Cortexyme Announces GAIN Trial of Atuzaginstat in Alzheimer’s Disease Has Reached Enrollment Milestone of 500 Patients
- Open label extension is currently active for GAIN Trial completers in
- Interim analysis of the Phase 2/3 GAIN Trial expected to occur before year-end 2020
Atuzaginstat targets the toxic proteases, or gingipains, produced by P. gingivalis, which have been discovered in greater than 90% of post-mortem brains of patients with AD and shown to produce Alzheimer’s pathology in infected animals. P. gingivalis is best known as a keystone bacterium in the development of periodontal disease. The GAIN Trial includes a periodontal sub-study, in which approximately 40% of GAIN Trial participants are also assessed for endpoints of efficacy in periodontal disease. Of the sub-study participants enrolled to date, greater than 90% had moderate to severe periodontal disease at baseline.
“We are gratified to see the continued high level of engagement of our clinical sites and study participants and their caregivers, especially during the last several months,” said
For more information about the GAIN Trial, visit www.GAINtrial.com.
About the GAIN Trial
The GAIN (GingipAIN Inhibitor for Treatment of Alzheimer’s Disease) Trial is a randomized, double-blind, placebo-controlled Phase 2/3 trial evaluating the efficacy, safety, and tolerability of atuzaginstat (COR388), Cortexyme’s investigational gingipain inhibitor, in patients with mild to moderate Alzheimer’s disease. The GAIN Trial also includes a sub-study measuring the efficacy of COR388 on symptoms of periodontal disease including gingival pocket depth. The GAIN Trial has been enrolling since the second quarter of 2019, with top-line results from the study’s final analysis expected in the fourth quarter of 2021. For more information on the trial, visit www.gaintrial.com.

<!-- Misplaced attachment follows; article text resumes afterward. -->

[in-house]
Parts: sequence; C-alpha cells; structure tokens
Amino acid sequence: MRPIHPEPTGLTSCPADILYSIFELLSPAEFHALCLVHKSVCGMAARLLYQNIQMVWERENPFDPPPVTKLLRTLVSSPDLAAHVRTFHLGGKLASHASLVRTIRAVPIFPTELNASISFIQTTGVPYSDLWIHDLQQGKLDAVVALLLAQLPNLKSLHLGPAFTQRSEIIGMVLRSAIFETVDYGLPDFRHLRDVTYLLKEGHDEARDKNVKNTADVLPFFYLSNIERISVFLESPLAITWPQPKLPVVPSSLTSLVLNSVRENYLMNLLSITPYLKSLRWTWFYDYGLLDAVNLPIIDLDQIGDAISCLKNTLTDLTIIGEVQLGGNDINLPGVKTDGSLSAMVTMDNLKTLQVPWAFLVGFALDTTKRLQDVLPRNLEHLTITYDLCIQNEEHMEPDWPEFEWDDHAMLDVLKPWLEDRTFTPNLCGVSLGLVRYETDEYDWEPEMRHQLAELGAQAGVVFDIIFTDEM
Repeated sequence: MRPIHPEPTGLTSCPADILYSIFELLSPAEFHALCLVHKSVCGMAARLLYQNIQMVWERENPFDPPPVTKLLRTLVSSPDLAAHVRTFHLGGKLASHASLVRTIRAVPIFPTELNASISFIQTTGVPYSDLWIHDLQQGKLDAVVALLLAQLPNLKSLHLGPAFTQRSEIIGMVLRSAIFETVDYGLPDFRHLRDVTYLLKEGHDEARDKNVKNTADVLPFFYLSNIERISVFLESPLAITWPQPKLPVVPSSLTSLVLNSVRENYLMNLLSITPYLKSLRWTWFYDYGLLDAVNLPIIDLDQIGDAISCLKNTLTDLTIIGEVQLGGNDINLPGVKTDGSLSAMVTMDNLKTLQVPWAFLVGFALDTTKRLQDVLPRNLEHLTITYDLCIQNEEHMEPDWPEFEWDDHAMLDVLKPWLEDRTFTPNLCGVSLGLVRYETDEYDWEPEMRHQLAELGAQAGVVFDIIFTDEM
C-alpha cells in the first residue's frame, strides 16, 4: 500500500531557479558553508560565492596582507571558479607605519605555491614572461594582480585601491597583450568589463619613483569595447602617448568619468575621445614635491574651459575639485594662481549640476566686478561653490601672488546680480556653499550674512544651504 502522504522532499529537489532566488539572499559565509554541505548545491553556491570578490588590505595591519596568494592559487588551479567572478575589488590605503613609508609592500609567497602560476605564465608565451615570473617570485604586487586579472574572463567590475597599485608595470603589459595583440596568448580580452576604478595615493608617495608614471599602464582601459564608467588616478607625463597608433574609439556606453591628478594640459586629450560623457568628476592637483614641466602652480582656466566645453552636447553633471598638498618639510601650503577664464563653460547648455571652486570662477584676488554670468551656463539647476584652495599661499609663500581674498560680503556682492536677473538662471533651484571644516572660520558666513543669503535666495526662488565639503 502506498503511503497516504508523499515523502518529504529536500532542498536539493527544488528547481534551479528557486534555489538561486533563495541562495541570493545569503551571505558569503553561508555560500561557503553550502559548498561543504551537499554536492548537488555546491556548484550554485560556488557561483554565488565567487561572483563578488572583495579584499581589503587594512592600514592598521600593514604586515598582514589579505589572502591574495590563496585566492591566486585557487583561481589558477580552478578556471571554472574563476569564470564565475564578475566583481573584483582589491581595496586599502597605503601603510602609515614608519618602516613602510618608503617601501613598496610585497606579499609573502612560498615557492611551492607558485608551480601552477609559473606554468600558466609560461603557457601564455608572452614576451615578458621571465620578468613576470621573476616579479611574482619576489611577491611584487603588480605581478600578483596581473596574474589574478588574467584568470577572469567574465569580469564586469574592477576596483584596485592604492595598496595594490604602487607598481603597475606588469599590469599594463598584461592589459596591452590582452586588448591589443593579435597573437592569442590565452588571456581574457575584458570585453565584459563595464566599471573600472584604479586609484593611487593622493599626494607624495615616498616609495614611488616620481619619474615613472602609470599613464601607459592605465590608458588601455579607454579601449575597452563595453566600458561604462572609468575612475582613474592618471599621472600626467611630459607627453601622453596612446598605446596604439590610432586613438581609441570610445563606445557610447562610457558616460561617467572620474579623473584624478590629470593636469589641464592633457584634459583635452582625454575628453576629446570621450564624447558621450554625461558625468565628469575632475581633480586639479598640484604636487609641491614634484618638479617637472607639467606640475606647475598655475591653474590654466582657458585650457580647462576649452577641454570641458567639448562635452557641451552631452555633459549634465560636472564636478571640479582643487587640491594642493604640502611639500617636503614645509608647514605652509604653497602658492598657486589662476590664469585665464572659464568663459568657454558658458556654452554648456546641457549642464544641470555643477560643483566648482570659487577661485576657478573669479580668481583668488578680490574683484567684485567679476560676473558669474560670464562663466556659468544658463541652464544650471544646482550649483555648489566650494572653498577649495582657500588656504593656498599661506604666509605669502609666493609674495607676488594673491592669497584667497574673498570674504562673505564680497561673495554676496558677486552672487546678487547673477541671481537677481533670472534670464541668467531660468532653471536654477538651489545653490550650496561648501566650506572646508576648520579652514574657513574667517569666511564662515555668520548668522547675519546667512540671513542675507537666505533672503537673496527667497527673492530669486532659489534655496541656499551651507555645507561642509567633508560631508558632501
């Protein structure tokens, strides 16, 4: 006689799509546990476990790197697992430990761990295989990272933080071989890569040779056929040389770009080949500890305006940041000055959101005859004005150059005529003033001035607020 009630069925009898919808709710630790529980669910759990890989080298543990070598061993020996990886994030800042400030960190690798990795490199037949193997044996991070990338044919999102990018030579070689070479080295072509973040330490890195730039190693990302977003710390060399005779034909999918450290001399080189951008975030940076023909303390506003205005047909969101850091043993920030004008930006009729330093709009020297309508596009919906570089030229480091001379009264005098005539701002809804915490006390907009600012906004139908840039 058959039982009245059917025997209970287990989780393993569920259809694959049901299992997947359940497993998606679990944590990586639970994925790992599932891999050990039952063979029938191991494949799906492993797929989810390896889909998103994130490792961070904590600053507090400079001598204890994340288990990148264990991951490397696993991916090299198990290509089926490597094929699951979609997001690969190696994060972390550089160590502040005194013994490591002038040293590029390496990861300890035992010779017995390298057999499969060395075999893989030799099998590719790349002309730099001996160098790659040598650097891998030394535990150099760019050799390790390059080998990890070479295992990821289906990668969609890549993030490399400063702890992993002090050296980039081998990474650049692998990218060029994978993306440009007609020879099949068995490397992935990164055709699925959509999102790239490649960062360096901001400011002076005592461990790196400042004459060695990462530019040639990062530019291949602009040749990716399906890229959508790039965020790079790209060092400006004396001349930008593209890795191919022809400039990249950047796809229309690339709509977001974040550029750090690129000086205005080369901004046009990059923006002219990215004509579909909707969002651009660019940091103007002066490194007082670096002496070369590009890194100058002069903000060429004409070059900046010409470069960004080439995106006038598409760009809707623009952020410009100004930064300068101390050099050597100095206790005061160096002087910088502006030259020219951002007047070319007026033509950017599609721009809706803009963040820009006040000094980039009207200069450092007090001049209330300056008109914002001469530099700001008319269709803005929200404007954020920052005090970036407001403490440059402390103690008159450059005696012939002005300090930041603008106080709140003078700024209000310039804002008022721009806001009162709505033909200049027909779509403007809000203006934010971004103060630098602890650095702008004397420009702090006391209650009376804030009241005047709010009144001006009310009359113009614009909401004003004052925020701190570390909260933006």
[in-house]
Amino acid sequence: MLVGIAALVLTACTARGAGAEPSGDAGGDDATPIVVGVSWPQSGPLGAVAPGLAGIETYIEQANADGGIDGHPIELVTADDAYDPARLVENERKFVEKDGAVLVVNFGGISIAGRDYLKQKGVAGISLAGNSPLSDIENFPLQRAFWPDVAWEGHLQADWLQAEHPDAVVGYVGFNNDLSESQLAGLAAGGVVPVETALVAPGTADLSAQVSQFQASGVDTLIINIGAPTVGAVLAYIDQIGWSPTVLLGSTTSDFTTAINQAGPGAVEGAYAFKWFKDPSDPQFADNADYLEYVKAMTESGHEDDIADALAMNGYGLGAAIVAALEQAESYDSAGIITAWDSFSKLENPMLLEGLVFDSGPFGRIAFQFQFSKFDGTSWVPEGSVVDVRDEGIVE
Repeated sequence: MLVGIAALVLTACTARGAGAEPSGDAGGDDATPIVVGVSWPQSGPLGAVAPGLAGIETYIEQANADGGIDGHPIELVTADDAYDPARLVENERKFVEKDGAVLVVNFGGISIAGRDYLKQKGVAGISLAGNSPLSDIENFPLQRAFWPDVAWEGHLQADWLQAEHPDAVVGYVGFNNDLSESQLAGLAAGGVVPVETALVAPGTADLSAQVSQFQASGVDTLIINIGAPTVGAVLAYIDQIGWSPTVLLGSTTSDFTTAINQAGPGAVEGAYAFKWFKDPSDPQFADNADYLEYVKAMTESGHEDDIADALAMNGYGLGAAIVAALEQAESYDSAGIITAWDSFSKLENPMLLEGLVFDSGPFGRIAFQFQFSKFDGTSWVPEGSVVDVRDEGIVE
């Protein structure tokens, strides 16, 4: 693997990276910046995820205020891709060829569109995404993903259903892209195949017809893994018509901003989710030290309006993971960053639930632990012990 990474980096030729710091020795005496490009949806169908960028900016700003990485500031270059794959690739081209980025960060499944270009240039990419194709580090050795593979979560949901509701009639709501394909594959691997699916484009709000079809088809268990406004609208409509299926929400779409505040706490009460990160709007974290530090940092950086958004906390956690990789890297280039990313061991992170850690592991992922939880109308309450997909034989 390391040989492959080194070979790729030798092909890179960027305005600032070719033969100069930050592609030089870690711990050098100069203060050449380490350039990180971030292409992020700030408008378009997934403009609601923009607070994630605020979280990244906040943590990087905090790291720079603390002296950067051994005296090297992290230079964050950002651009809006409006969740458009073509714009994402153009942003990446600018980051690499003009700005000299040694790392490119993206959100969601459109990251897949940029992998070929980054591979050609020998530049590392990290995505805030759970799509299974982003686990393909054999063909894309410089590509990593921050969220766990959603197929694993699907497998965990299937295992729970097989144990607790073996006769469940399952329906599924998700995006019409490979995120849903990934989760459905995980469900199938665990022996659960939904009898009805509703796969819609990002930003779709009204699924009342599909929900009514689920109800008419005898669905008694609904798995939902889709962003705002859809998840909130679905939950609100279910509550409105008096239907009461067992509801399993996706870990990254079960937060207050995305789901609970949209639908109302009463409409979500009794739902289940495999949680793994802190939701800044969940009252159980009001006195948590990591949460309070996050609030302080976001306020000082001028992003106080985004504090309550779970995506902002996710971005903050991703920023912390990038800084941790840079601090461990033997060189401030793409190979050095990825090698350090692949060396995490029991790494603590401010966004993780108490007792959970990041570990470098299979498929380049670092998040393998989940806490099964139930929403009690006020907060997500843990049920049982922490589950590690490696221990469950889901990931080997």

Statements in this press release contain “forward-looking statements” that are subject to substantial risks and uncertainties. Forward-looking statements contained in this press release may be identified by the use of words such as “anticipate,” “expect,” “believe,” “will,” “may,” “should,” “estimate,” “project,” “outlook,” “forecast” or other similar words. Examples of forward-looking statements include, among others, statements we make regarding our business plans and prospects, the timing and success of our clinical trials and related data, the potential of atuzaginstat to treat Alzheimer’s disease , our ability to fund planned operating and capital expenditures, the timing of announcements and updates relating to our clinical trials and related data, the timing of and our ability to enroll patients into our clinical trials, and the potential therapeutic benefits, safety and efficacy of our product candidate or library of compounds. Forward-looking statements are based on Cortexyme’s current expectations and are subject to inherent uncertainties, risks and assumptions that are difficult to predict and could cause actual results to differ materially from what we expect. Further, certain forward-looking statements are based on assumptions as to future events that may not prove to be accurate. Factors that could cause actual results to differ include, but are not limited to, the risks and uncertainties described in the section titled “Risk Factors” in our Annual Report on Form 10-K filed with the
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